Basically, the problem with the scenario is that the Ukraine is a divided country. After 70 years of Russian domination and settlement, the east and south of the country is largely ethnically Russian. They were also primarily industrial, mining and energy workers and communities, who suffered greatly under the early waves of reform that washed through the area after the cold war. Today, these areas are some of the most impoverished in the country – and Yanukovych was heir to their champion, Kuchma. Kuchma was acceptable to the ethnically Ukrainian north and west because despite his engagement with Russia he pushed ahead on pro-market reforms that brought a great deal of prosperity to Kiev and its satellite cities – at least for a burgeoning middle class in the service industries and finance. But Yanukovych was abhorrent to them. So they revolted, using the tools of the domestic and international media, international, NGO and – finally, and crucially – their allies in the judiciary to topple the government.

But it didn’t just spring from nowhere. The Orange revolution was the product of 15 years of education, activism, training and organising by Western groups dedicated to spreading democracy – including the International Republican Institute, Freedom House, the Bilderberg Group; as well as the US government. All became involved in the Ukraine towards the end of the Soviet era, and – openly in the State Department’s case – were as interested in spreading American influence as they were in spreading democracy. These groups had actively organised on University campuses, and in the capital; they had actively targeted promising students entering the fields of government, business and law, they had recruited exiles and redeployed them within the Ukraine, they had sought to actively redistribute power within the country; they built a PR machine and an activist engine; and drove their opponents from the stage. Their tactics were direct from the playbook of Trotsky, Che and Mao; just better resourced and more media-focused (and, well, fewer purges, to their credit). What united them was their belief in the revolutionary power of democracy and capitalism – that a free market in ideas and capital was essential to human progress; that all humans essentially sought these goods, and that virtually any means were acceptable to achieving them. This intellectual viewpoint had achieved notoriety the year before with the US invasion of Iraq; and was now widely known as Neo-Conservatism.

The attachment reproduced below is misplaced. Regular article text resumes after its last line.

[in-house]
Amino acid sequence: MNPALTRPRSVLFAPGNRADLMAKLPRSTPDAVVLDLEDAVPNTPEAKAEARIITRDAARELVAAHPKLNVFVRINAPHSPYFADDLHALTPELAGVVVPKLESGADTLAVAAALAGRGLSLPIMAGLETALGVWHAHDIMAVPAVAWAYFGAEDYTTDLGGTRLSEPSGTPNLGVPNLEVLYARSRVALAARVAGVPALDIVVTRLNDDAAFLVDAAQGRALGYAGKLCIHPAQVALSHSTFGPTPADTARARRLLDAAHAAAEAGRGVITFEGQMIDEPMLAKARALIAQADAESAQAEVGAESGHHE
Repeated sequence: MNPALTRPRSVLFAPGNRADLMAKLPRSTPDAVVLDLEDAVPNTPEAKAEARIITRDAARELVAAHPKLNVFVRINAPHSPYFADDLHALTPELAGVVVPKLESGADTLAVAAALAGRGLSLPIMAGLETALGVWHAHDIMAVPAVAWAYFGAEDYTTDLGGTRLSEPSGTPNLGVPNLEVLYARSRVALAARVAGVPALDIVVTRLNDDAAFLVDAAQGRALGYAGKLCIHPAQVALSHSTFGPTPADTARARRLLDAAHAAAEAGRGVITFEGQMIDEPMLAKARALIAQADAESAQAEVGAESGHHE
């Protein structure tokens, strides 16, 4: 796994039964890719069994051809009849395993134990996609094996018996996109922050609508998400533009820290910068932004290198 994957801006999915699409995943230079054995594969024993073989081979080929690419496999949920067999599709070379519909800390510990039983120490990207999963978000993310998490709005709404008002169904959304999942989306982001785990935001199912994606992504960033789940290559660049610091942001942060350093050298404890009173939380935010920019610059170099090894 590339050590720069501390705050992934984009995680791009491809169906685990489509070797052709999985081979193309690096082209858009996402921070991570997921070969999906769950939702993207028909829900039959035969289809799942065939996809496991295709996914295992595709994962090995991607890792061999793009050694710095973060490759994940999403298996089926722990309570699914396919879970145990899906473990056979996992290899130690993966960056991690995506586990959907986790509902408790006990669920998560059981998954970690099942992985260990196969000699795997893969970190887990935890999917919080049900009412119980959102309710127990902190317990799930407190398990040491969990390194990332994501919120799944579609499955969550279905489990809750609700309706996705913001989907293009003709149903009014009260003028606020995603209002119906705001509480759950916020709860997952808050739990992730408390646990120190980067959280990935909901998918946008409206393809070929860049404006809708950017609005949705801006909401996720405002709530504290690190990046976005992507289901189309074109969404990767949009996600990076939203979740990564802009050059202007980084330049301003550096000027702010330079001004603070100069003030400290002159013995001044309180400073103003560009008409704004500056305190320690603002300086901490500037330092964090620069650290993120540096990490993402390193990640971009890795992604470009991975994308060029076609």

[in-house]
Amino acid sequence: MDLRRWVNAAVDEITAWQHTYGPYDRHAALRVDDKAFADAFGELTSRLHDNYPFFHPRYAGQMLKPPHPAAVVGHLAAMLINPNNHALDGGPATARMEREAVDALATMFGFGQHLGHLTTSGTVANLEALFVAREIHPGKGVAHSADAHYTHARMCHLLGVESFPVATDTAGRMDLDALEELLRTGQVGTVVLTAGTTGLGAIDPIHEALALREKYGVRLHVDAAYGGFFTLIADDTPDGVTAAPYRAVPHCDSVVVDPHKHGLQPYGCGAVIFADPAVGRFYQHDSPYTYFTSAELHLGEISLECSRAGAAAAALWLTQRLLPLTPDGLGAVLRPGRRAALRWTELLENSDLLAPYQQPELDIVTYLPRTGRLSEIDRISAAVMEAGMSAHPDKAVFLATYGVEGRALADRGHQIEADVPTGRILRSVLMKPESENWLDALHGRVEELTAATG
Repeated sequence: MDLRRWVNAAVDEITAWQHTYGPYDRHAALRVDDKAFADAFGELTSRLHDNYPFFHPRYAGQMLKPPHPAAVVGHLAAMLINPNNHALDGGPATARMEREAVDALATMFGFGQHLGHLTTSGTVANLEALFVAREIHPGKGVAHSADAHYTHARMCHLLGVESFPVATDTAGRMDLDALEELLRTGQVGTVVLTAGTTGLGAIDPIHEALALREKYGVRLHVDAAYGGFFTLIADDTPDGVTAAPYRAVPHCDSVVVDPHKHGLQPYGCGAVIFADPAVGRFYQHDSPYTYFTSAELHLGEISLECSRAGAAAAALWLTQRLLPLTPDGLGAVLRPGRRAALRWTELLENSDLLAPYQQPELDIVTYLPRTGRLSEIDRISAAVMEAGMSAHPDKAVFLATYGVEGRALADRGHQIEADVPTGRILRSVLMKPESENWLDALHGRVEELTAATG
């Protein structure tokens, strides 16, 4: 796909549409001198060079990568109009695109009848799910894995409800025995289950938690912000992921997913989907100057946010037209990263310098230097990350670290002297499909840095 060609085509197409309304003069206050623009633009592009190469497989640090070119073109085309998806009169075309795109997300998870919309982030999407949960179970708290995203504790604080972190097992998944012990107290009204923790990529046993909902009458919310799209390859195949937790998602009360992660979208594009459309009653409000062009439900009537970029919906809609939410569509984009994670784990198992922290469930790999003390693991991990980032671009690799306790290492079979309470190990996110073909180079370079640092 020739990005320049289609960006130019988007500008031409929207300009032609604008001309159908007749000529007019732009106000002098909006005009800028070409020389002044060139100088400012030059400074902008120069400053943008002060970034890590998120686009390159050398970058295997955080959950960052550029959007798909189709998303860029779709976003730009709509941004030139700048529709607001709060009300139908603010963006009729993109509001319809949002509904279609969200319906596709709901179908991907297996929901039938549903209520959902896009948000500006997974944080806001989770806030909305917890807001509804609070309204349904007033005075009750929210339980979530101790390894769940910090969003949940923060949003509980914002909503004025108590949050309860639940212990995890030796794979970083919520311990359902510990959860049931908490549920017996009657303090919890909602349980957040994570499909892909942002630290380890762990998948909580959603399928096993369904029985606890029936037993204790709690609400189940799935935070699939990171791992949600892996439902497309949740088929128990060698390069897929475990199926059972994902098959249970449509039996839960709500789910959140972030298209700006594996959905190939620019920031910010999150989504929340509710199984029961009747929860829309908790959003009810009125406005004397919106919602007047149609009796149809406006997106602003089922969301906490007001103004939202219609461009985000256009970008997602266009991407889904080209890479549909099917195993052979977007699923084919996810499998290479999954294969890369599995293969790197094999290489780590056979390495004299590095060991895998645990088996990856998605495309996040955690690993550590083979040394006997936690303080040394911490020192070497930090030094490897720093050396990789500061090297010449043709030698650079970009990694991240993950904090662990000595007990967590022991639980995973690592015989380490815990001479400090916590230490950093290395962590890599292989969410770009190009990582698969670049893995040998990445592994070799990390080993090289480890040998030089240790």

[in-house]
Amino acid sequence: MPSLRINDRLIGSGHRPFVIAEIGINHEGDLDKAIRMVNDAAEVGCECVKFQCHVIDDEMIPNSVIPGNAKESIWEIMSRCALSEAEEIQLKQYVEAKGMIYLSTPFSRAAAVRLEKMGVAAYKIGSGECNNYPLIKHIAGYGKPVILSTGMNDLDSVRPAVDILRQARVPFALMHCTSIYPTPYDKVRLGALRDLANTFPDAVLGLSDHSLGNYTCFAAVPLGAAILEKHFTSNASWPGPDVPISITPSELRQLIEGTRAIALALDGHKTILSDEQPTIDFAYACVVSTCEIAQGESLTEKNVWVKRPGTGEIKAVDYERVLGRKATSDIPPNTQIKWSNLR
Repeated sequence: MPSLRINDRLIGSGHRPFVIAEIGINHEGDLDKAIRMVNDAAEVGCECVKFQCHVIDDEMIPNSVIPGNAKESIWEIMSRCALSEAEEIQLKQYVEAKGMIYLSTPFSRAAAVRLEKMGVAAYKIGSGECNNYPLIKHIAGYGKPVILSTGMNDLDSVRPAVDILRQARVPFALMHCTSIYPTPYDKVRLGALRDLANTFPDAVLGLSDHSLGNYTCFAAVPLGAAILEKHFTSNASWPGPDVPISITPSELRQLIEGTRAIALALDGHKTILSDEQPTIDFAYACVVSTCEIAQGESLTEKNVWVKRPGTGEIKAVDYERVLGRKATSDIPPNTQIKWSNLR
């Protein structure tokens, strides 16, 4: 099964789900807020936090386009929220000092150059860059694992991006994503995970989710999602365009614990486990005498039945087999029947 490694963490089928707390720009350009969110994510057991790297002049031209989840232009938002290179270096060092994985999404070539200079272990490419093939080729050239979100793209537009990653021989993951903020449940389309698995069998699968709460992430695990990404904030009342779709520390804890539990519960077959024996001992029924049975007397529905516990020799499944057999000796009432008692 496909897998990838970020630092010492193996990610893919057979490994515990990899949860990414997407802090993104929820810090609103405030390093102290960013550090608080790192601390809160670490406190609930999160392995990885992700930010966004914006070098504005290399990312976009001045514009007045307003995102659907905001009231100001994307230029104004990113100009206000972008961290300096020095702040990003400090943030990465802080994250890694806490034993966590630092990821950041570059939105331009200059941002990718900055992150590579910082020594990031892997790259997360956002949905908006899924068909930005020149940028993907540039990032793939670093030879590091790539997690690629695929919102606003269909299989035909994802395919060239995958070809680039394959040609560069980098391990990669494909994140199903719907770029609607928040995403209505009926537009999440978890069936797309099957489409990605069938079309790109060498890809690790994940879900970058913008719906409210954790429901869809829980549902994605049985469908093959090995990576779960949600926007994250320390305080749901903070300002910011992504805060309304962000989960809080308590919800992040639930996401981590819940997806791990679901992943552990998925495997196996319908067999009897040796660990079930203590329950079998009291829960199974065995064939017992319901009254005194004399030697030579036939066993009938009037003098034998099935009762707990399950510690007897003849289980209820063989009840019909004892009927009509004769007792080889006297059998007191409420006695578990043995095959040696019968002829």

Chalk one up for those guys. And hey, it is actually a functioning democratic capitalist state these days – maybe history really will smile on them. These days, most people think Napoleon was a pretty cool guy. He fought Austrians and didn’t afraid of anything.